Wednesday, October 28, 2009

Sky Cottage

Local architect's home becomes first LEED Home in Shelby County

Sky Cottage, the residence of local architect Barry Yoakum, just received official certification from the U.S. Green Building Council (USGBC), making the 2,566-square-foot structure Shelby County's first home to receive the Leadership in Energy and Environmental Design (LEED) Silver designation.

MLGW provided EcoBUILD certification for Sky Cottage, as well as serving as the local green verifier for USGBC-required documentation. In addition to EcoBUILD requirements that helped meet energy efficiency criteria, Sky Cottage includes a wide variety of materials selected to achieve LEED points in areas such as site selection, use of local and regional building materials, indoor air quality and landscape irrigation.


The modern architecture of this three-story home, which features massive glass walls facing the Mississippi River, proves that green building can be achieved for any floorplan and architectural style. TERRA, the University of Memphis' demonstration house located in Uptown, also has submitted documentation and is awaiting LEED certification. TERRA was built to meet EcoBUILD, LEED and the American Lung Association's Health House standards.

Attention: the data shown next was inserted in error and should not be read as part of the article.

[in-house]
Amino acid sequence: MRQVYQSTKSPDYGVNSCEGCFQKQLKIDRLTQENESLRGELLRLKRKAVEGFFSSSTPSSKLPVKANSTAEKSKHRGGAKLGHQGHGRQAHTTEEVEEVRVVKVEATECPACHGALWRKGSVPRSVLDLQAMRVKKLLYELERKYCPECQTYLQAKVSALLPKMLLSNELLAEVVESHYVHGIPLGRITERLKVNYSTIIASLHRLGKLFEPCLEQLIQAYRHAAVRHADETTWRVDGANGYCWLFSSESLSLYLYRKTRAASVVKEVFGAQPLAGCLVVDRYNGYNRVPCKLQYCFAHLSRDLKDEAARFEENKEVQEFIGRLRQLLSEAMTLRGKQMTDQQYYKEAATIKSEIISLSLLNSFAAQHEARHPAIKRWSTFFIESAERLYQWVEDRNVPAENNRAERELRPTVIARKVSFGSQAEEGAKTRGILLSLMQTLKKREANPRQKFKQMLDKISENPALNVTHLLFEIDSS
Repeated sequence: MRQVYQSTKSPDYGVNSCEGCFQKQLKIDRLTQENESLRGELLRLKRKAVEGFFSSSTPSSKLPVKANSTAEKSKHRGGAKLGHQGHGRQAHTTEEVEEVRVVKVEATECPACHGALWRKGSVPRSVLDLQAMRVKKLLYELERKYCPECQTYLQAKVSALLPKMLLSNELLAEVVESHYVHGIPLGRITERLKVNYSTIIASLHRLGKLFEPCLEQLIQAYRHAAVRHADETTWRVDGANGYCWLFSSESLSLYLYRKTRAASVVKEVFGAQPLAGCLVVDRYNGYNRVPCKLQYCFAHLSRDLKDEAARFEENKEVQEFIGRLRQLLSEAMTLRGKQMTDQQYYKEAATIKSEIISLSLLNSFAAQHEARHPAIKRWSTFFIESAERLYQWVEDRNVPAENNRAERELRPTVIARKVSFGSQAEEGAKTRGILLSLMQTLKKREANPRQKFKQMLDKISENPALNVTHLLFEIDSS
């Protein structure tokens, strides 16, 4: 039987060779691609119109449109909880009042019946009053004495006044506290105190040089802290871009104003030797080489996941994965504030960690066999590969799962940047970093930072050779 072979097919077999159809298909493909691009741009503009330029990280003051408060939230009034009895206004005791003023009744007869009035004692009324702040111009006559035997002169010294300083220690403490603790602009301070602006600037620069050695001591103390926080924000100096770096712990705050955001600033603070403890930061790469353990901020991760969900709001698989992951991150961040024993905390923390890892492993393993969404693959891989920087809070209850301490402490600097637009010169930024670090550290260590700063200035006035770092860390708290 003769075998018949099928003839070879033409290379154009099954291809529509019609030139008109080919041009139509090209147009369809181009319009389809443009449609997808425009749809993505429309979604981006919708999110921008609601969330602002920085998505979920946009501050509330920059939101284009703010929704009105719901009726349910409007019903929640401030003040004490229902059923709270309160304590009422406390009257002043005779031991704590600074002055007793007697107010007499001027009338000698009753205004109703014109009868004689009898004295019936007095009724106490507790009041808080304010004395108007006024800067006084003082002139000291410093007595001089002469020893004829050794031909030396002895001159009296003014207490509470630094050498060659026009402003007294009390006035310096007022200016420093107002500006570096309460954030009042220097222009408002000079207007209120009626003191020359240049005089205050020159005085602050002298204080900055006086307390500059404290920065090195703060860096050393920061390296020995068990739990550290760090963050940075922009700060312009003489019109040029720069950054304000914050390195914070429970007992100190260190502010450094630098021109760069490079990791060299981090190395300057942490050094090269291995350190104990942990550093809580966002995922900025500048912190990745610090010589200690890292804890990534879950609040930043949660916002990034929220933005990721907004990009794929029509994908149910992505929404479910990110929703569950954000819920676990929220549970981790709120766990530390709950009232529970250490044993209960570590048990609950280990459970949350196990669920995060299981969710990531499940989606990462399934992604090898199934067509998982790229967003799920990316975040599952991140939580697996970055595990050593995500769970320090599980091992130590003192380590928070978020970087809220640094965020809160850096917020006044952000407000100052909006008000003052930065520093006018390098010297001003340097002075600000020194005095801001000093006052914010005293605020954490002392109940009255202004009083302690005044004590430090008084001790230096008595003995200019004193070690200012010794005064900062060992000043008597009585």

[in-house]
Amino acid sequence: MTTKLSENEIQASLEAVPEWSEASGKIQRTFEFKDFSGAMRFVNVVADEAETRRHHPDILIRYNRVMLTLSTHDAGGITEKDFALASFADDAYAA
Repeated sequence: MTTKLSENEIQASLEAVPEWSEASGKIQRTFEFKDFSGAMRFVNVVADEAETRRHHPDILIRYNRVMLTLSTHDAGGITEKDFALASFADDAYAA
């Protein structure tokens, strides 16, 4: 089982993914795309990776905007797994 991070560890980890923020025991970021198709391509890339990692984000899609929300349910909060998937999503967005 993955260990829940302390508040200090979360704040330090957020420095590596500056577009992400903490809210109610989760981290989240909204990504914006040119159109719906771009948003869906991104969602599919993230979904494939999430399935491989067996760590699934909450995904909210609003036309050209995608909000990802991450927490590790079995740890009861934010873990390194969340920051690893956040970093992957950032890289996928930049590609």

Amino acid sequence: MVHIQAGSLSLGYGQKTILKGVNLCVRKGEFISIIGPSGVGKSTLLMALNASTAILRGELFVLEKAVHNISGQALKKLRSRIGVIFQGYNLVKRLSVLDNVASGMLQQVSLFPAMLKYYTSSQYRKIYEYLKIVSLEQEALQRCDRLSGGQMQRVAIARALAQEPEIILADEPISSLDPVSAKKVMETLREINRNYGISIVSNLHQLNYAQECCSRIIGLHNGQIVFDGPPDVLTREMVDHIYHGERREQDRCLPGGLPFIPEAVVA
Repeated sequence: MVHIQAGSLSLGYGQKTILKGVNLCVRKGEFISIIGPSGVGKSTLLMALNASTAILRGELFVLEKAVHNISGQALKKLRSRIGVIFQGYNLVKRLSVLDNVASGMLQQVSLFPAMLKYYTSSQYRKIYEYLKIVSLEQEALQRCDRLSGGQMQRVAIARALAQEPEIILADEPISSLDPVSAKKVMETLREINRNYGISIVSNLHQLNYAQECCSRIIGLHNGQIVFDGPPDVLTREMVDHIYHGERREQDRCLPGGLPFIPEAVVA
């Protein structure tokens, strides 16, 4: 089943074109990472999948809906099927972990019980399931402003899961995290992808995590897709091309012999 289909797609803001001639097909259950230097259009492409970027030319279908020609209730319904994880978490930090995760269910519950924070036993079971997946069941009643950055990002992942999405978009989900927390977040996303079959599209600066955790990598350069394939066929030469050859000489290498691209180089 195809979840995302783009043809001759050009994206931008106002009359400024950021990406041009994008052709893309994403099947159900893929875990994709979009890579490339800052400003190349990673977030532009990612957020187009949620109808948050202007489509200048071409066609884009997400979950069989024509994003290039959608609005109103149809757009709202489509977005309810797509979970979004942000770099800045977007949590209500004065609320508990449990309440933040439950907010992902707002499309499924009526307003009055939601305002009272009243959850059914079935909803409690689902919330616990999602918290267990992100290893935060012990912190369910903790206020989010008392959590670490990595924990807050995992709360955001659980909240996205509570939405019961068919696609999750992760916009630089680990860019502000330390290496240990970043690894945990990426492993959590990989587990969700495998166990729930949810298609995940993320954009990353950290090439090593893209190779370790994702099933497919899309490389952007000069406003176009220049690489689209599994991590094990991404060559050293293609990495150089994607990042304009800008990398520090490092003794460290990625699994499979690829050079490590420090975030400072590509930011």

EcoBUILD, MLGW's residential green building program, utilizes a prescriptive set of building standards, installation techniques, inspections and performance testing to yield a home that uses approximately 30% less energy than one built just to local code and typical practices. EcoBUILD has certified 523 homes in Shelby County since 2004, helping homeowners lower utility costs and reduce their carbon footprint through reduced emissions from power plants. Eight EcoBUILD-certifies homes are open for tours now through November 1 at the VESTA Home Show located in Arlington's Village of White Oak. Visit the Memphis Area Home Builders Association's website for details.

1 comment:

bcooper5 said...

That's sad that a new house that's over 2,500 SF is considered green or efficient. Yea it's 30% more efficient than another 2500 SF but why not design it more efficiently so you don't need as much SF?

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